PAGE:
At a ground steeped in history, Bangladesh will attempt to create a bit of history of their own by beating Australia for the first time in a World Cup match today in Trent Bridge.
The match is set to begin at 10:30 am (3:30 pm Bangladesh time). While there have been rainy spells over the last few days in Nottingham and the forecast has predicted a chance of rain in the first hour of the match, the rest of the day is supposed to be rain-free.
The Tigers have however been hit by injury concerns as Mohammad Saifuddin, their highest wicket-taker in this edition with nine scalps, may miss this match because of a flare-up of a back issue that he has been carrying since the warm-up match against India on May 28. Mosaddek Hossain, who bats at number seven and also bowls a few overs of off-spin, is also in doubt because of pain in his right shoulder, which he experienced during the seven-wicket win over West Indies on Monday. If they miss out, pacer Rubel Hossain and batsman Sabbir Rahman, neither of whom have featured in this edition so far, will be their likely replacements.
From the beginning of the tournament, it was supposed that India, England and Australia would be the toughest matches for Bangladesh to win. Of the three, historically speaking, a win against Australia is the unlikeliest because in their 20 matches so far, Bangladesh have won just one against Australia -- in Cardiff in 2005, 12 losses and a no-result ago.
The venue itself is a puzzle. In the three World Cup matches here so far Pakistan were bundled out for 105 by West Indies, before the same team scored 348 against England and won by 14 runs and the most recent match saw Australia score 288 against West Indies and win by 15 runs. Bangladesh skipper Mashrafe Bin Mortaza had placed great importance on assessing the wicket before their superb display against West Indies on Monday in Taunton, and he repeated that need yesterday while speaking of today’s match.
It may be up for debate whether or not today’s pitch will host a run fest, but history strongly suggests that pacers will enjoy the experience more than spinners. James Anderson is the leading wicket-taker here with 16 wickets from just eight matches and the top six are all pacers. And Australia’s Mitchell Starc, with a five-wicket haul against West Indies, is among the pacers who have enjoyed themselves in Nottingham this World Cup. With the likes of Starc and Pat Cummins in the Australia lineup, the Ti-gers have their task cut out for them.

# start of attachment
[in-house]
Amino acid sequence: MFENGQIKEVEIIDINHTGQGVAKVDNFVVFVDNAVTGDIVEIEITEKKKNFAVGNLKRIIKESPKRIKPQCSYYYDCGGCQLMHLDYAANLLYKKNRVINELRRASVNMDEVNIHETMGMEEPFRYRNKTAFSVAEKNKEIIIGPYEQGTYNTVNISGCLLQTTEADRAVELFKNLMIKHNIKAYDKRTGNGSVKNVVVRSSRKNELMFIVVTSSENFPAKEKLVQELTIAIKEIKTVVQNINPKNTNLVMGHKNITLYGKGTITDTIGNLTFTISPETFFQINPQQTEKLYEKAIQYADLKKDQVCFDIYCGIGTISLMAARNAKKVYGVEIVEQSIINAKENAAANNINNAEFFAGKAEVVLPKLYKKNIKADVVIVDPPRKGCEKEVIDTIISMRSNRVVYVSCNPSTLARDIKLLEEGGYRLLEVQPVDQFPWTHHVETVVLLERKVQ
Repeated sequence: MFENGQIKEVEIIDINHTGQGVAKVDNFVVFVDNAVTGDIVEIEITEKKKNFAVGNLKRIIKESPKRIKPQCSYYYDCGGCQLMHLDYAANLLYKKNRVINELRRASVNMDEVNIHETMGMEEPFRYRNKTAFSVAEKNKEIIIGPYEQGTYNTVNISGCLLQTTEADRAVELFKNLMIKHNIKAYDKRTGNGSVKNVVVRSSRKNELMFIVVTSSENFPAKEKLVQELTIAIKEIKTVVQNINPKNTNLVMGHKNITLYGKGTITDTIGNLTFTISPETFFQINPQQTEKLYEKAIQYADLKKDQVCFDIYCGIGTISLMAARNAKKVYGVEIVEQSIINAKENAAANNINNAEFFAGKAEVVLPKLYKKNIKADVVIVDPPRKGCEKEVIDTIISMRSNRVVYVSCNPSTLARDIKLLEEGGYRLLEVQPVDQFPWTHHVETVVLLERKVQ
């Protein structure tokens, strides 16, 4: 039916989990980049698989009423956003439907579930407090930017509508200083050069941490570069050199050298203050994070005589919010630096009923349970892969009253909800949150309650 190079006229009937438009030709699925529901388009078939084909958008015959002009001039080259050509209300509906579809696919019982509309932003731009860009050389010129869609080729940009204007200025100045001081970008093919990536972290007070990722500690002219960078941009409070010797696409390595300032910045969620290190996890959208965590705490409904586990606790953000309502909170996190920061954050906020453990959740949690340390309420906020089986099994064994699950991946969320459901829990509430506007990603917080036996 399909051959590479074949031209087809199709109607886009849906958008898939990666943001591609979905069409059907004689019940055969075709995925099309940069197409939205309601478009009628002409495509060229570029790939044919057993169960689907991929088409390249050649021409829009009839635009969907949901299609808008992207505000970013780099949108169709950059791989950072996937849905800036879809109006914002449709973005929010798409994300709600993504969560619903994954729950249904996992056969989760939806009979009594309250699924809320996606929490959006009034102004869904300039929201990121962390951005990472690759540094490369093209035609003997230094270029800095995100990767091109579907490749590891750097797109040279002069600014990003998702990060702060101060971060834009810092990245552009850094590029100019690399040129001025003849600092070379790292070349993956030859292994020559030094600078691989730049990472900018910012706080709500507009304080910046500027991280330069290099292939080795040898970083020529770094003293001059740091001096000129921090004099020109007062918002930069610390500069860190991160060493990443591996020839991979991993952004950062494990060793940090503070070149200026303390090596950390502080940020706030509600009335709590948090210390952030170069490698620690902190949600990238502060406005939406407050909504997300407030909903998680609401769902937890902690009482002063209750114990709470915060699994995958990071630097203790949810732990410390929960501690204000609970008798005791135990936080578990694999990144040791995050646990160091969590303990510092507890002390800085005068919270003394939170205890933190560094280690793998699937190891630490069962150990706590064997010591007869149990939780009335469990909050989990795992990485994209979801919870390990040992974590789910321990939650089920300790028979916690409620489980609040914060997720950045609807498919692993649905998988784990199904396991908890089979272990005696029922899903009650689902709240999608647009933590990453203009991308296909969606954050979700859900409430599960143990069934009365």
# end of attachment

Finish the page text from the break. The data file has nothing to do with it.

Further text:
Unlike in their last match against West Indies when Shakib Al Hasan and Liton Das emphatically swatted away the one-dimensional short-ball strategy of the West Indies, the Australian attack will present a challenge that is much more varied. For one thing, Starc is famed for his fast, swinging yorkers at the death and that will be a very different proposition for the Tigers today.
During optional practice yesterday, Bangladesh bowlers were regularly delivering yorkers to the bats-men, perhaps aware of the Starc threat. There will be bouncers aplenty too, but Bangladesh have al-ready been primed for that through three days of practice against the West Indies, and then the match itself.
The Australians, for their part, focused their batting practice on spin, which, in the form of Shakib and Mehedi Hasan Miraz, is Bangladesh’s strong suit, especially against non-Asian teams. After a strong performance against the West Indies that has put their campaign back on track, the team may remain unchanged for today’s match.
Speaking on the eve of the match, Mashrafe was clear about the size of the challenge they would face.
“If Australia are playing at 70 percent, we would need to play at 100 percent,” Mashrafe said. “I don’t think we will be able to win playing around five or 10 percent better; the gap will have to be much big-ger.”
However, having surprised everyone, including perhaps themselves, by chasing down 322 against West Indies with 8.3 overs remaining, the Tigers can take renewed confidence in a mission that, while not impossible, still looks improbable.
“It is all about the mentality; it is a mental game and those who will be mentally fit will have greater chances of succeeding. It will be difficult, but it is not impossible,” Mashrafe said.